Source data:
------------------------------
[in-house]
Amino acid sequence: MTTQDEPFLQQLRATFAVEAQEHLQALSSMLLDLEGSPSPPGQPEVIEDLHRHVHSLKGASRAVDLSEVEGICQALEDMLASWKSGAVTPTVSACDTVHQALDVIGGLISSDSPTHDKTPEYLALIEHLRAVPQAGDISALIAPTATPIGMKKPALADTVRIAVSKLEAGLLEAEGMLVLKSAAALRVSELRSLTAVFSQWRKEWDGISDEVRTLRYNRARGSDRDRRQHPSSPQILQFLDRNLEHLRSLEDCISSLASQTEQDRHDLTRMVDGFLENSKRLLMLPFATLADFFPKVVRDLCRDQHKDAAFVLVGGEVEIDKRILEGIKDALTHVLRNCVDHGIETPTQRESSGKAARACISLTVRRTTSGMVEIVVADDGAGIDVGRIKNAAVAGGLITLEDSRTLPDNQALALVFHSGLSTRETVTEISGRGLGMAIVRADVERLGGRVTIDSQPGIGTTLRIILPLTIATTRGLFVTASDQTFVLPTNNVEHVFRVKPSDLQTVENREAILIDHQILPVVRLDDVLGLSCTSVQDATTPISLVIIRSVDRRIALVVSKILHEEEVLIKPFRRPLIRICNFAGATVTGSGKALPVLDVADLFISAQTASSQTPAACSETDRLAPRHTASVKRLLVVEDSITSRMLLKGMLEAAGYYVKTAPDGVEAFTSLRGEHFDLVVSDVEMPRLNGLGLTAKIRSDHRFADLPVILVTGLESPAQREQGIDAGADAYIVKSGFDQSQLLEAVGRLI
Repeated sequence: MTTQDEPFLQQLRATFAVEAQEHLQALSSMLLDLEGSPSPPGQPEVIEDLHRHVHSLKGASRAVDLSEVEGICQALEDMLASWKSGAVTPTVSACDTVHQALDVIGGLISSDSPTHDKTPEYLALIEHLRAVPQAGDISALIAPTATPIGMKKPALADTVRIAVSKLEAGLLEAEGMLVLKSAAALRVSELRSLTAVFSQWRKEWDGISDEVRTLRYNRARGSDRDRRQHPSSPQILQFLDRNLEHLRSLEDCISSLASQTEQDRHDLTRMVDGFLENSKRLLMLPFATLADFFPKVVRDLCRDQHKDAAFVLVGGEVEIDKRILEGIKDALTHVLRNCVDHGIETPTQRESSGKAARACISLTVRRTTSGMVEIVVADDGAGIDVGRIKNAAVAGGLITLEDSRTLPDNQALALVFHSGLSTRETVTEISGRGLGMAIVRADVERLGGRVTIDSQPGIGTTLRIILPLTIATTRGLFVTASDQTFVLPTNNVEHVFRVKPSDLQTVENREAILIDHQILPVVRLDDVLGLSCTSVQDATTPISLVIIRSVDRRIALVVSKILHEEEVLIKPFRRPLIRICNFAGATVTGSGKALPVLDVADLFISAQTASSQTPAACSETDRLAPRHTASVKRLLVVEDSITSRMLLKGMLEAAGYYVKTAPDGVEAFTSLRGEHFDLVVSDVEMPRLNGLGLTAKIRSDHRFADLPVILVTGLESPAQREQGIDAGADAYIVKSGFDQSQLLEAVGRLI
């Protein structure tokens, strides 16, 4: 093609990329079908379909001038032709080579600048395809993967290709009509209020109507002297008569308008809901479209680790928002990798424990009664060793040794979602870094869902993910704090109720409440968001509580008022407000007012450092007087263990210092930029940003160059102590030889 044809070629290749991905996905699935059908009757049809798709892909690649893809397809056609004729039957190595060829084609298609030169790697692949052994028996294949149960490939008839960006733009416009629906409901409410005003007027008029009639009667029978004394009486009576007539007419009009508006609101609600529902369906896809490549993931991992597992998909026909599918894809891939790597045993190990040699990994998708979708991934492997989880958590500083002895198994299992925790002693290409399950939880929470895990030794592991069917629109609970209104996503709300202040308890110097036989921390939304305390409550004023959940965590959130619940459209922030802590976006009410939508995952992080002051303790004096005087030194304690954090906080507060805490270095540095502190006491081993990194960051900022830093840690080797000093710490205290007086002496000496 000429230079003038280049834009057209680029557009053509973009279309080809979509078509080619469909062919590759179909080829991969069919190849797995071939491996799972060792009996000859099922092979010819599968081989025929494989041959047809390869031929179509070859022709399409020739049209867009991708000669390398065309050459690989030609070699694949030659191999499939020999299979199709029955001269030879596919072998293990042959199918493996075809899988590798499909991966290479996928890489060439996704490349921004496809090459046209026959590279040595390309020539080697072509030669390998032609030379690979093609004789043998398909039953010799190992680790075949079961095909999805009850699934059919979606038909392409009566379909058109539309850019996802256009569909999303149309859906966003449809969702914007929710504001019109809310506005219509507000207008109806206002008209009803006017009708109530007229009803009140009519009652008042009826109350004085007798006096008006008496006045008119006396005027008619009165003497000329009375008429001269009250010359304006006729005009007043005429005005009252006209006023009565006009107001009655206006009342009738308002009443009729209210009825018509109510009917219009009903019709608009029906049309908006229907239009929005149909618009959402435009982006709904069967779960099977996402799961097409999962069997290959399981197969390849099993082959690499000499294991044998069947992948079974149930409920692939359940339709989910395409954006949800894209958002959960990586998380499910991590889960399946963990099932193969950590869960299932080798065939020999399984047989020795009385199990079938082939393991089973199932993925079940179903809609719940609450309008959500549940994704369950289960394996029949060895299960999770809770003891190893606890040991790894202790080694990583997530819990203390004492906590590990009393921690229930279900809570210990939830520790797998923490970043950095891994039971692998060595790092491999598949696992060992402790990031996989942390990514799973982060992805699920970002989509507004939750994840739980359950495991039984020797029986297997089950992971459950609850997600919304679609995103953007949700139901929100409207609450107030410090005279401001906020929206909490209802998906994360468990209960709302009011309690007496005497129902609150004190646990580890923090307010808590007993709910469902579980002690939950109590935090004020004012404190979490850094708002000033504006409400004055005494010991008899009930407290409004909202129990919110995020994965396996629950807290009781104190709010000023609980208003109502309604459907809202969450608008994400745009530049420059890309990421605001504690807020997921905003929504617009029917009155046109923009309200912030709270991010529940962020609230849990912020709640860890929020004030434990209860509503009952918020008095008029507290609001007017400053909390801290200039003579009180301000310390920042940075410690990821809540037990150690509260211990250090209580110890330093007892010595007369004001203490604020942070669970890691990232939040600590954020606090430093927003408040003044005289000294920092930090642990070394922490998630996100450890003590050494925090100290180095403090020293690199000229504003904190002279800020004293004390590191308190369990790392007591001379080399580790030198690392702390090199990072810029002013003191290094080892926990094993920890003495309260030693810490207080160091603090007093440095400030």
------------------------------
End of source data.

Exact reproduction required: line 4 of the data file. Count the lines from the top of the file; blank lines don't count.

């Protein structure tokens, strides 16, 4: 093609990329079908379909001038032709080579600048395809993967290709009509209020109507002297008569308008809901479209680790928002990798424990009664060793040794979602870094869902993910704090109720409440968001509580008022407000007012450092007087263990210092930029940003160059102590030889 044809070629290749991905996905699935059908009757049809798709892909690649893809397809056609004729039957190595060829084609298609030169790697692949052994028996294949149960490939008839960006733009416009629906409901409410005003007027008029009639009667029978004394009486009576007539007419009009508006609101609600529902369906896809490549993931991992597992998909026909599918894809891939790597045993190990040699990994998708979708991934492997989880958590500083002895198994299992925790002693290409399950939880929470895990030794592991069917629109609970209104996503709300202040308890110097036989921390939304305390409550004023959940965590959130619940459209922030802590976006009410939508995952992080002051303790004096005087030194304690954090906080507060805490270095540095502190006491081993990194960051900022830093840690080797000093710490205290007086002496000496 000429230079003038280049834009057209680029557009053509973009279309080809979509078509080619469909062919590759179909080829991969069919190849797995071939491996799972060792009996000859099922092979010819599968081989025929494989041959047809390869031929179509070859022709399409020739049209867009991708000669390398065309050459690989030609070699694949030659191999499939020999299979199709029955001269030879596919072998293990042959199918493996075809899988590798499909991966290479996928890489060439996704490349921004496809090459046209026959590279040595390309020539080697072509030669390998032609030379690979093609004789043998398909039953010799190992680790075949079961095909999805009850699934059919979606038909392409009566379909058109539309850019996802256009569909999303149309859906966003449809969702914007929710504001019109809310506005219509507000207008109806206002008209009803006017009708109530007229009803009140009519009652008042009826109350004085007798006096008006008496006045008119006396005027008619009165003497000329009375008429001269009250010359304006006729005009007043005429005005009252006209006023009565006009107001009655206006009342009738308002009443009729209210009825018509109510009917219009009903019709608009029906049309908006229907239009929005149909618009959402435009982006709904069967779960099977996402799961097409999962069997290959399981197969390849099993082959690499000499294991044998069947992948079974149930409920692939359940339709989910395409954006949800894209958002959960990586998380499910991590889960399946963990099932193969950590869960299932080798065939020999399984047989020795009385199990079938082939393991089973199932993925079940179903809609719940609450309008959500549940994704369950289960394996029949060895299960999770809770003891190893606890040991790894202790080694990583997530819990203390004492906590590990009393921690229930279900809570210990939830520790797998923490970043950095891994039971692998060595790092491999598949696992060992402790990031996989942390990514799973982060992805699920970002989509507004939750994840739980359950495991039984020797029986297997089950992971459950609850997600919304679609995103953007949700139901929100409207609450107030410090005279401001906020929206909490209802998906994360468990209960709302009011309690007496005497129902609150004190646990580890923090307010808590007993709910469902579980002690939950109590935090004020004012404190979490850094708002000033504006409400004055005494010991008899009930407290409004909202129990919110995020994965396996629950807290009781104190709010000023609980208003109502309604459907809202969450608008994400745009530049420059890309990421605001504690807020997921905003929504617009029917009155046109923009309200912030709270991010529940962020609230849990912020709640860890929020004030434990209860509503009952918020008095008029507290609001007017400053909390801290200039003579009180301000310390920042940075410690990821809540037990150690509260211990250090209580110890330093007892010595007369004001203490604020942070669970890691990232939040600590954020606090430093927003408040003044005289000294920092930090642990070394922490998630996100450890003590050494925090100290180095403090020293690199000229504003904190002279800020004293004390590191308190369990790392007591001379080399580790030198690392702390090199990072810029002013003191290094080892926990094993920890003495309260030693810490207080160091603090007093440095400030």